Somewhere in the last chapter of Mr Loverman, Morris says, “..let we enjoy the vibes, man, enjoy the vibes.” It’s strange that he almost sounds like Barry here, but that’s the whole mood of the book. The battle is going to go on for some time, and while that goes, you might as well listen to some good music — Like Shirley Bassey’s The Girl from Tiger Bay — and no, you wouldn’t be judged for living your life.
There’s a crack in every pavement Underneath there is a beach It’s been a long time longing As history repeats
Yes many times I’ve wondered Why a part of me remains In a place so full of beauty That somehow never changed
I bought a ticket of a lifetime There’s no denying who I am Forever young, I will stay The girl from Tiger Bay
Time has me believing That there’s nothing left to prove I feel the love within me And love can’t be removed
All the memories and the scars They dance away into the stars
That extra-friendly black-and-white dog I see at the beach every weekend, what does he do after humans leave? That reclusive brown dog I see at the tea stall, why does she prefer buns to biscuits? That senior white dog I used to see on my biking route, what is he doing now? Would he be lonely? Or does he have friends? What’s their story? How did they start living on the roads? Aparna Karthikeyan makes me ask such questions through her book Woof!: Adventures by The Sea. All the animals we see in public places, how much do we know about their lives, and how can we make their lives better? In the heartwarming tale about a pack that lives on the Mumbai beach, Aparna offers subtle answers. She throws gentle spotlight on the strays, our own Indian mongrels, and relates their stories with imagination that brims with authenticity, and empathy. If Nilanjana Roy’s The Wildlings made me purr for the cats in Delhi, Aparna Karthikeyan’s Woof! makes my imaginary tail wag, wag, wag for the strays in Mumbai.
On the third day of the great Mumbai monsoon, a small cardboard box appeared on the beach. It had rained and rained all afternoon; the sky was still and grey, and the sand was soggy. The box got wet very quickly. It started wriggling. The jute rope around its middle danced; the packaging tape along its sides bulged. Suddenly, a leg punched a hole through the top; quickly, another popped out. Then came a very long nose. And one folded ear. By the time half the creature had emerged, a small crowd had gathered. They were all dogs. And they were not happy.
The life on the beach is hard for the Don, and her friends. They are all stray dogs. Besides the harsh elements — the sun, the sand, and the sea — their souls are battered by the sheer struggle of living amidst a sea of humanity that ignores their existence, or unleashes its cruelty on them. Adding to their misery, there’s now another puppy — our heroine Shingmo. She will now become a part of their pack (the alpha is a girl, and that’s refreshing!), their joy, their everyday battles, and above all, she will go on a bigger adventure. While Shingmo is our heroine, the story just doesn’t follow her. The narrator knows about every dog in the pack, and even everything about their rivals. All the dogs’ backstories are memorable, their voices unique, their characteristics distinct. It’s only right to say that the book’s cast is an ensemble.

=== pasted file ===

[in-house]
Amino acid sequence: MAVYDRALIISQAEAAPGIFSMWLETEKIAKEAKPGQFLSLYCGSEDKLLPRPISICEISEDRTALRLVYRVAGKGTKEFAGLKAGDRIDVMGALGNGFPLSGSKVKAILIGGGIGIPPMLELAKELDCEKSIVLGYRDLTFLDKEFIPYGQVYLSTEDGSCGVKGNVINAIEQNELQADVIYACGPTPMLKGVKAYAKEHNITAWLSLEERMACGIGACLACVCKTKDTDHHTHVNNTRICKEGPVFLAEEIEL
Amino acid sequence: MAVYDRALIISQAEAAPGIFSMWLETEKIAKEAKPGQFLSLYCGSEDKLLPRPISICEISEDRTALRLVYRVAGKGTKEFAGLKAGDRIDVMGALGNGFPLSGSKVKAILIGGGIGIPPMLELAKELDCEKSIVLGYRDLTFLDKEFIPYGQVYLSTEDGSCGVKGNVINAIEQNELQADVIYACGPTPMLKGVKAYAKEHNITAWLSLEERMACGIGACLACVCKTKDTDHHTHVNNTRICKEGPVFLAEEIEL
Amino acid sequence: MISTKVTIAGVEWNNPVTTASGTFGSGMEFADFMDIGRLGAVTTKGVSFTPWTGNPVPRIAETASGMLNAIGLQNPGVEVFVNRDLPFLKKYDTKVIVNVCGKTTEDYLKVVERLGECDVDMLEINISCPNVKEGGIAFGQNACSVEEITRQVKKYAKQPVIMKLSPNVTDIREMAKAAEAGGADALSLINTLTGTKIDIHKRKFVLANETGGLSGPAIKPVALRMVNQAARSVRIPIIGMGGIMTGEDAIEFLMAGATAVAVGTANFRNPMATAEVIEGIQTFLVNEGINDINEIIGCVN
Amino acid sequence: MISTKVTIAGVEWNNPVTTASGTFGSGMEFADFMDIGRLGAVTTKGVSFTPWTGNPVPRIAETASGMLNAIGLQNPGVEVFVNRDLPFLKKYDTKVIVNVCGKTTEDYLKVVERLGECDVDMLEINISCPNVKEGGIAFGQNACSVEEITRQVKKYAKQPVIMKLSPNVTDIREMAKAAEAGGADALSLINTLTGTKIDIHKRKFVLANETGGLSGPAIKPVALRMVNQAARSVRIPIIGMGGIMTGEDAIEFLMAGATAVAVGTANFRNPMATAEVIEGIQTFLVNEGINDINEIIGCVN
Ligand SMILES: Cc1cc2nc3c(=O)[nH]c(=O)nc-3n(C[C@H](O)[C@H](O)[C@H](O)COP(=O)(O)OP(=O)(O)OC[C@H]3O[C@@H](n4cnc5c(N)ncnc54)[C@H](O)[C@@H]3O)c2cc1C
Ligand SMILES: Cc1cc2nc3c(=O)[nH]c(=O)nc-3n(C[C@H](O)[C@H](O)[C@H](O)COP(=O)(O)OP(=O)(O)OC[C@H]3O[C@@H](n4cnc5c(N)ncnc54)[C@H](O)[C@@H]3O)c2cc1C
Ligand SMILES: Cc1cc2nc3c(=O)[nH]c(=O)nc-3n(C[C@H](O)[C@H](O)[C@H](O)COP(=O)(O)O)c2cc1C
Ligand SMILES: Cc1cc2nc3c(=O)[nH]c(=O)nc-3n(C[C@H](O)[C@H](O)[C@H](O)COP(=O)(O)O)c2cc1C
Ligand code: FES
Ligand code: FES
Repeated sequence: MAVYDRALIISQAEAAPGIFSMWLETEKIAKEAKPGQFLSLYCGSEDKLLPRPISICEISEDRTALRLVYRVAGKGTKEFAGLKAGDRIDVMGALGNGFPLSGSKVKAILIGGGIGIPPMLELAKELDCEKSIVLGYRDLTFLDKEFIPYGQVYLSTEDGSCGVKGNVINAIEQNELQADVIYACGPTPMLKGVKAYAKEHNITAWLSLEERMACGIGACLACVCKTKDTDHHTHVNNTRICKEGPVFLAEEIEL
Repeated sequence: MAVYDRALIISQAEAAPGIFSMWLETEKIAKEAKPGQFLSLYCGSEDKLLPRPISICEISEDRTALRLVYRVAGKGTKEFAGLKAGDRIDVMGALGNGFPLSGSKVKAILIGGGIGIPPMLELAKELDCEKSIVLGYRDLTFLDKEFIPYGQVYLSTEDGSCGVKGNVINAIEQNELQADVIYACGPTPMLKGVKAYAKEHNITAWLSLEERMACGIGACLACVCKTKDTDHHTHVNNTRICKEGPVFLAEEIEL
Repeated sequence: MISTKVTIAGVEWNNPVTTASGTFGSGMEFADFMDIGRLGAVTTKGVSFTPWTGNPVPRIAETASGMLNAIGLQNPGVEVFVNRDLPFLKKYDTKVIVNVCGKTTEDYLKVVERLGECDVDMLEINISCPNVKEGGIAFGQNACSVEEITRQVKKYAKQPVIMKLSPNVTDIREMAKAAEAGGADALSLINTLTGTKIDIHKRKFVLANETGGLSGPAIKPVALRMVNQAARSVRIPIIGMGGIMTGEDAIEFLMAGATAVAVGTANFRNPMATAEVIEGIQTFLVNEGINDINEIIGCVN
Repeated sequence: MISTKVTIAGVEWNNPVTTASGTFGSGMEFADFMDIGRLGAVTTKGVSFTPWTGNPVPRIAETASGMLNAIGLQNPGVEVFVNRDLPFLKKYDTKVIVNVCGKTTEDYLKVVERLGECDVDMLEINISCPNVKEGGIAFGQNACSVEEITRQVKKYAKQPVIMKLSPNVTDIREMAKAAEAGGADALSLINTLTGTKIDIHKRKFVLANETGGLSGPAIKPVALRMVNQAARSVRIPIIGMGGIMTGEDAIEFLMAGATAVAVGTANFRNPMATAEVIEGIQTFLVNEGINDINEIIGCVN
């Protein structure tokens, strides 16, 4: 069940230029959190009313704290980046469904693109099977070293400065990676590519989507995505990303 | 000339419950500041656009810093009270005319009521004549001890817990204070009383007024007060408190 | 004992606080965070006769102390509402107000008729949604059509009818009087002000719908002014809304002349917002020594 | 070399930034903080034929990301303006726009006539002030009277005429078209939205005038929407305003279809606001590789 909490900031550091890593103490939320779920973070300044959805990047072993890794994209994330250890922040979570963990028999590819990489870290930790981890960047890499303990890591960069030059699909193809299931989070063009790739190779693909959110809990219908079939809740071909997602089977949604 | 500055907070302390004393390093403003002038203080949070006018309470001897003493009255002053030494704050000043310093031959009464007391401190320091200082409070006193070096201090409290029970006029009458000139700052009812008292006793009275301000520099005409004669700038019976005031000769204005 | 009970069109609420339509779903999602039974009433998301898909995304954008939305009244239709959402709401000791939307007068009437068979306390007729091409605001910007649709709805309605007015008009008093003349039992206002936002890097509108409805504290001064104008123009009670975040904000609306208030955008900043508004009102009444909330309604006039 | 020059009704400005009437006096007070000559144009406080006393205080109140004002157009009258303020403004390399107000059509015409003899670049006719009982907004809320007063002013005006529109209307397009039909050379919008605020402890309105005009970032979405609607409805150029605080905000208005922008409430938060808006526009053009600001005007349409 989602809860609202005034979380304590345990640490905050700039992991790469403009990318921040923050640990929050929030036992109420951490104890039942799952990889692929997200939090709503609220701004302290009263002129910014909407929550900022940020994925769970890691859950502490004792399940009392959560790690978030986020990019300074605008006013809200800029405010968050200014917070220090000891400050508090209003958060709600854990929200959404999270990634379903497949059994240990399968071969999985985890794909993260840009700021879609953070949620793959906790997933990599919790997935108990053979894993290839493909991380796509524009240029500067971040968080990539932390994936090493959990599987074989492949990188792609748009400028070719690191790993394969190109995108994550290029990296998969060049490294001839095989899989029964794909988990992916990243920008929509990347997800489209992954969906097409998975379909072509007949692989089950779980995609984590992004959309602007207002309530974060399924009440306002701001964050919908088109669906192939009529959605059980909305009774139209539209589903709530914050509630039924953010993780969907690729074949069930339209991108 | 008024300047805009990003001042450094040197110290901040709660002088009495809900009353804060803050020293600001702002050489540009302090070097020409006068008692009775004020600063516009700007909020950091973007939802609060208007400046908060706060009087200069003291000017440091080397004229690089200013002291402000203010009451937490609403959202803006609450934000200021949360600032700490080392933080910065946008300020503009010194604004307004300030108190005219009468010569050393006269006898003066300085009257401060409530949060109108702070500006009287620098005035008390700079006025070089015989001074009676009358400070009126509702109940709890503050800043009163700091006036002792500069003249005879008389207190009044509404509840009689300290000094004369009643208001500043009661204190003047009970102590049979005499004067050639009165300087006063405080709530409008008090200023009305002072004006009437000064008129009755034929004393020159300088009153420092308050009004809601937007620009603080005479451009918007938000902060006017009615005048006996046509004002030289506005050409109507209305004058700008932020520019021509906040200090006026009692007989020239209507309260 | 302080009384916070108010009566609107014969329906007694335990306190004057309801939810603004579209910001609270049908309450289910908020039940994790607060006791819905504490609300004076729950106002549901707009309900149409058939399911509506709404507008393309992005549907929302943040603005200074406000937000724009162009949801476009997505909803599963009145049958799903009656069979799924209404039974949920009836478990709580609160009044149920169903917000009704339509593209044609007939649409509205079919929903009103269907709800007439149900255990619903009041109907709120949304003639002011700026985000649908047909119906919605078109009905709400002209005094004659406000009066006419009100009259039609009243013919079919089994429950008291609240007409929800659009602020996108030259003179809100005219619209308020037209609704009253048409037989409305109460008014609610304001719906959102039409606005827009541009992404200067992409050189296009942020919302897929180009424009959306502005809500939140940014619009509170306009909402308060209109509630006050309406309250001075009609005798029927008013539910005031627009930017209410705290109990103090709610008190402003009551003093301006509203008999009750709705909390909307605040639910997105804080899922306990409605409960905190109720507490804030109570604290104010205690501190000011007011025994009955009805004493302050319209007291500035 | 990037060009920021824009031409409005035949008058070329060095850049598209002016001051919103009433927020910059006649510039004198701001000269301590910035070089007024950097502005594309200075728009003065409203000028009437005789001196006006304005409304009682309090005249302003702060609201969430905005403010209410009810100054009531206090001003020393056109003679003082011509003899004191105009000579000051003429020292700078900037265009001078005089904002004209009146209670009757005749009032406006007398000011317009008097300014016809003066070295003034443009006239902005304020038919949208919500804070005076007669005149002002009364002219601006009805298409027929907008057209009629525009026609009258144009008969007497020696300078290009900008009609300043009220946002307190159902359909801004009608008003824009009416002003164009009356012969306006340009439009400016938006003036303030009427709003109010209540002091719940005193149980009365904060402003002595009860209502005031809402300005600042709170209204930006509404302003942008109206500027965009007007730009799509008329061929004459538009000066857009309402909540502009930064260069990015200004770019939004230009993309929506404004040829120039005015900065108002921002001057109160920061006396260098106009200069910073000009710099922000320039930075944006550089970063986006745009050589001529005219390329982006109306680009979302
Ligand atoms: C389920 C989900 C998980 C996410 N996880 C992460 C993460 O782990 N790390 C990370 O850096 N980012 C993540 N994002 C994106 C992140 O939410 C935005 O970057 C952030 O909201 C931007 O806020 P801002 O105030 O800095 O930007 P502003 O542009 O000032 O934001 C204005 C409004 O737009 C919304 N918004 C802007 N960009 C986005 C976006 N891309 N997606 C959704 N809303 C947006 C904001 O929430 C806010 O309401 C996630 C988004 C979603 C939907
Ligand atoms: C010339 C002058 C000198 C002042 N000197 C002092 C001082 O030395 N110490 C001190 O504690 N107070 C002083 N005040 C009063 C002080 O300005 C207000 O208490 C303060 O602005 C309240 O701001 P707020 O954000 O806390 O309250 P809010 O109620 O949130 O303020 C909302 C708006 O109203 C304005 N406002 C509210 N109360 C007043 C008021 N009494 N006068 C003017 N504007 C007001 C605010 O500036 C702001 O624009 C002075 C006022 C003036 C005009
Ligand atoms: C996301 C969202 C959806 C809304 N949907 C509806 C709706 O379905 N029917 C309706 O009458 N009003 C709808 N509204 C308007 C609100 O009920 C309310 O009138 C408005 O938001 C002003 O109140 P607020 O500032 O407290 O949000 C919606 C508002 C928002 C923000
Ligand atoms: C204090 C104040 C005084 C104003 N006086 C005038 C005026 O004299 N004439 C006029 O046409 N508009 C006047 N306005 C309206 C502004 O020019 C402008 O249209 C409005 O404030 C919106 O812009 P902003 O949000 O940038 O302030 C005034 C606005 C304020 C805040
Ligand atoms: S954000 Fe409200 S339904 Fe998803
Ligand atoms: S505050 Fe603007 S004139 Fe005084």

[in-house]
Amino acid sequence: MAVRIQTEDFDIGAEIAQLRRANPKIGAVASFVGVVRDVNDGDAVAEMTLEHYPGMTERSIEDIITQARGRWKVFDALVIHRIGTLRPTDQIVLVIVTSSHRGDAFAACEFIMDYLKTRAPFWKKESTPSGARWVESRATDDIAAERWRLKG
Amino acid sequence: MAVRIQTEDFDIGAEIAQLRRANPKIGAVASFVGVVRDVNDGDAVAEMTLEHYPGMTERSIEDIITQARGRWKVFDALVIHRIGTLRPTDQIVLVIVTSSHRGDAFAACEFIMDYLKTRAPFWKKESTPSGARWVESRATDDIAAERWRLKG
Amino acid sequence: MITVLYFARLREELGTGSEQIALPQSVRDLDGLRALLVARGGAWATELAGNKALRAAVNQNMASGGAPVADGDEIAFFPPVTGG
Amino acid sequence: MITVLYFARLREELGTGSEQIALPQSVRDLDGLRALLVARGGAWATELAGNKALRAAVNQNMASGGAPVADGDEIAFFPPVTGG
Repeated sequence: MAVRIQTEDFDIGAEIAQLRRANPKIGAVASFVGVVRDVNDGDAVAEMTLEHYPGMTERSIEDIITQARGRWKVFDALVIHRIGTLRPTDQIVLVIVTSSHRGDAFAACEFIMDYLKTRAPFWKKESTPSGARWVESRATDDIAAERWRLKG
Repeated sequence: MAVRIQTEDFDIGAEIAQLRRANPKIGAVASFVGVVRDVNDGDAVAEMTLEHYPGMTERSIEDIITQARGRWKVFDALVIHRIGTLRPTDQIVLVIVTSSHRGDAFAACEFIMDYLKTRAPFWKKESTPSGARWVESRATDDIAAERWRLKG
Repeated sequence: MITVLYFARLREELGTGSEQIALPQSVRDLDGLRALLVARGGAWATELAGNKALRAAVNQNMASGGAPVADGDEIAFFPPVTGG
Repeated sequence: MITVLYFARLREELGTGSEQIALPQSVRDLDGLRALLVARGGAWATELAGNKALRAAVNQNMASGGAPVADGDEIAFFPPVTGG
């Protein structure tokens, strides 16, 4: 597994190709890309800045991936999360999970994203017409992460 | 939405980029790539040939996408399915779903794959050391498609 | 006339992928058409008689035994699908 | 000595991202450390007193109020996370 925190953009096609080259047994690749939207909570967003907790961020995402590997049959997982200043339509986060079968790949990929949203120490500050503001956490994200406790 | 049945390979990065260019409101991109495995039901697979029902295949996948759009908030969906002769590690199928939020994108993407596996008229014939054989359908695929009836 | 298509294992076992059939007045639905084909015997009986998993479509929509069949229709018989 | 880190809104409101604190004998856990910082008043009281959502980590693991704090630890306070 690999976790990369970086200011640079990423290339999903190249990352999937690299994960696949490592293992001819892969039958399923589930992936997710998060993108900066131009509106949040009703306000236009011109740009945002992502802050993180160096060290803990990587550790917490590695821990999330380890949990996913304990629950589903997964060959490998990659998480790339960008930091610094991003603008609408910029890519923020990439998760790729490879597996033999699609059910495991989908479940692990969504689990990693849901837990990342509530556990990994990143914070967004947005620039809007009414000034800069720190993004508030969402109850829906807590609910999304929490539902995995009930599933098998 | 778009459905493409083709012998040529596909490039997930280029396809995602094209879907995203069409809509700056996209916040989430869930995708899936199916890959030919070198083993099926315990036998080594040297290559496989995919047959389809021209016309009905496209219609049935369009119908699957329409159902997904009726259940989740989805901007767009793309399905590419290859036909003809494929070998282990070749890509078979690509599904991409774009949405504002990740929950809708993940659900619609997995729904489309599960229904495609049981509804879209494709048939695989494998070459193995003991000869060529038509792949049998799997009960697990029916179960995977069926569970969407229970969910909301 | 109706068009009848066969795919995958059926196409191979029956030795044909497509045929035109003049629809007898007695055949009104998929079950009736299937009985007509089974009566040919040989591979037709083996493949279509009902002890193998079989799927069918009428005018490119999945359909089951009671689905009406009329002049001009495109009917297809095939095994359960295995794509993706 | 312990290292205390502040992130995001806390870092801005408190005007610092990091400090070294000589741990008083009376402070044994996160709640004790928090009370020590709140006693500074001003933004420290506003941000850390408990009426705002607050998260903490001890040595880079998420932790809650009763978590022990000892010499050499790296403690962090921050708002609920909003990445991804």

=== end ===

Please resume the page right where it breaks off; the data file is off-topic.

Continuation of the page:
Woof! starts with a very delightful illustration. It’s an introduction of the characters, with some adorable adjectives about each dog’s personality. Throughout the book, Sagar Kolwankar’s artwork is a fitting companion to Aparna Karthikeyan’s story. Just like how, in Aparna’s words, the dogs’ unique traits come to the surface, the illustrations, even if shown without any captions, can make me identify the dogs. Who can forget Thin’s Dustbin-is-Best face!
You know, people keep talking about this thing called kindess; they write poems and songs about it, but I haven’t really seen it much… Of course, some people are kind, but mostly, they’re very, very busy. They don’t have time to notice us; we’re just lumps curled up on the sand.
A rounded commentary about humans is made by Thug, a misunderstood dog, who just wants to have a chat, be scratched and hugged. People of all types can be found in Woof! Damu doesn’t have money to buy a cup of tea because he spent all that he had to get medicines for the strays. A policeman feeds the dogs biscuits dipped in tea. A woman brings meat and rice for the strays on the beach after a storm stops lashing. These are quotidian scenes in India, and they are even more soul-nourishing when they appear in Woof! because the dogs talk about them. And then there are those who abandon the dogs on the road because the dogs don’t know how to be Labradors, because the dogs are too much responsibility, and because the dogs are forgotten after a baby’s arrival. Imagine reading this book to a child. And how wiser the child would be for knowing that there are all sorts of people, different choices, and what does it take to being right! And, books on dogs don’t have to be awww-inducing, and tickle young readers with stories about goofy dogs. In Woof!, there is an elderly called Coconut, and he is often found ruminating about death. His meditation is full of wisdom, and warmth.